There was a 66 year-old black man with a “history of hypertension, high blood lipids, diabetes, asthma, and chronic kidney disease.” He was a smoker and had a heightened risk of heart disease or stroke and was not receiving proper medication. He had “repeated episodes of shortness of breath with exertion” but was never tested appropriately.
When he had chest pain and elevated blood pressure, it was likely that he had angina, which is reduced blood flow to the heart. The doctor increased his blood pressure medication and told him he would “need a cardiac treadmill after he paroled.”
“This was indifferent, as work-up of the angina should not be delayed until the patient paroled,” the report concludes. Ten weeks later, his condition worsened, and he died.
Yet another patient, a 24 year-old with a mental illness, swallowed two plastic sporks. A correctional officer watched him ingest the sporks. A doctor ordered an x-ray, which was not likely to show the sporks. So, naturally, the x-rays were “normal.”
“About two and a half months later, a nurse practitioner evaluated the patient,” according to the report. The young man had lost 33 pounds. The nurse practitioner failed to notice.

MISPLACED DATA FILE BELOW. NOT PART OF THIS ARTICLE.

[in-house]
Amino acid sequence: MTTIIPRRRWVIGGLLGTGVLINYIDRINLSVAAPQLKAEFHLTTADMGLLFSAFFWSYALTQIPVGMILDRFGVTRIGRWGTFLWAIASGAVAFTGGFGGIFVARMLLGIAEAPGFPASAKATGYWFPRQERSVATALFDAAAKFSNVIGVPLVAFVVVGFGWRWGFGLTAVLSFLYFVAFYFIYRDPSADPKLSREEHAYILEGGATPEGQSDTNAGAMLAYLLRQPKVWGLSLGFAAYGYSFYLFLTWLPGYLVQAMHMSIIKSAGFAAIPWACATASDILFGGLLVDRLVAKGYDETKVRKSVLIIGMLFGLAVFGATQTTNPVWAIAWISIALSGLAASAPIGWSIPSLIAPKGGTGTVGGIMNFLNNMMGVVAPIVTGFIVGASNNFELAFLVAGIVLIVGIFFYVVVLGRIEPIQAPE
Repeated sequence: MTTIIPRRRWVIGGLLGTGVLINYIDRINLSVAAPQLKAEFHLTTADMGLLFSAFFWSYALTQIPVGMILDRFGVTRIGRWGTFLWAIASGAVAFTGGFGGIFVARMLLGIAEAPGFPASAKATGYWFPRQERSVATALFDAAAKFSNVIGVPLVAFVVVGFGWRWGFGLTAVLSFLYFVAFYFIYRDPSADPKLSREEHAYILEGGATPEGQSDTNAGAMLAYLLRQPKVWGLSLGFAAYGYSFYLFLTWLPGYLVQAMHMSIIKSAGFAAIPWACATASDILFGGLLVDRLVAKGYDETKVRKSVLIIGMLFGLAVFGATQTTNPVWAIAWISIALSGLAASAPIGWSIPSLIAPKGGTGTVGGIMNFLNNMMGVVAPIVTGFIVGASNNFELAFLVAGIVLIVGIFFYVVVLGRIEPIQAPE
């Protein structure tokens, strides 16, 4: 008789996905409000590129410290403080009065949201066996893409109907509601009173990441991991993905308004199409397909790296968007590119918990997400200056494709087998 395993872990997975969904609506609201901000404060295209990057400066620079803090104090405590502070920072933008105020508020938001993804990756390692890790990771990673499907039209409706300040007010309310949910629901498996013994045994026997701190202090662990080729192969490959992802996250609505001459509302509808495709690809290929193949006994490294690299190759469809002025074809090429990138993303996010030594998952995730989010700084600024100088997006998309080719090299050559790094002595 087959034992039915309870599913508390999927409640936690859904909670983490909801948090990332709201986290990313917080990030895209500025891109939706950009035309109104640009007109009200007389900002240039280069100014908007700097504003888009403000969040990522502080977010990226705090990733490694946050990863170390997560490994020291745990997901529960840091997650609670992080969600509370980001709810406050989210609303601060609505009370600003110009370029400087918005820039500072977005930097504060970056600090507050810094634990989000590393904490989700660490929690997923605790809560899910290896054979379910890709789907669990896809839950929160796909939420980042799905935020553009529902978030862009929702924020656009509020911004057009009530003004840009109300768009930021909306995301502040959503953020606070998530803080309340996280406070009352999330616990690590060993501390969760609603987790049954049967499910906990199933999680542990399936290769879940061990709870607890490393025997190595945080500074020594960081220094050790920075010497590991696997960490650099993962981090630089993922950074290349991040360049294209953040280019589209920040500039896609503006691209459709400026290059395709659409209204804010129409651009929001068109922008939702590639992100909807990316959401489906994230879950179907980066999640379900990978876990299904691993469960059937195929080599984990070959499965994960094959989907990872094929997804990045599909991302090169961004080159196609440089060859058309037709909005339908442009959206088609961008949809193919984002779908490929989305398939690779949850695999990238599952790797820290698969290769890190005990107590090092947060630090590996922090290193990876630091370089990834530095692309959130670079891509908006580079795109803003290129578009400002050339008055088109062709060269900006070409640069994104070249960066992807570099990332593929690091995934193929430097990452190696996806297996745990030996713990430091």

The patient informed the nurse practitioner that he “swallowed a spork a long time ago and needed it removed.” This was noted, but no action was taken. He eventually lost 54 pounds and had “repeated episodes of abdominal pain with an inability to eat without pain, nausea, and diarrhea.” He was found “unresponsive,” sent to a hospital, and died.
“On autopsy, the two swallowed sporks were found [to have] caused esophageal perforation, which was the cause of death.”
Wexford put together death summaries for all of the deaths. They were completed by physicians, who were responsible for the care of the patients. None of the reviews identified any problems, “even when grossly and flagrantly unacceptable care was provided.”
The Illinois Department of Corrections has contracted Wexford for about 20 years. In the most recent contract signed in 2011, a Wexford medical director has the responsibility of reporting “deficiencies” to the health care unit administrator (HCUA). Yet, this medical director is employed by Wexford. “Clinical monitoring is self-monitoring by the vendor, rather than independent monitoring by IDOC.”
“The only monitoring of clinical performance of the physicians is Wexford peer review, in which Wexford physicians monitor other Wexford physicians. Many of these physicians are unqualified to practice primary care medicine,” the report adds.
“Contract monitoring reports” show “no one is monitoring clinical care, particularly physician care.” This makes accountability nearly impossible.
What the second report recommended is that all deaths be reviewed by an independent physician. There should be no “vendor physicians” determining whether negligence occurred when a patient dies.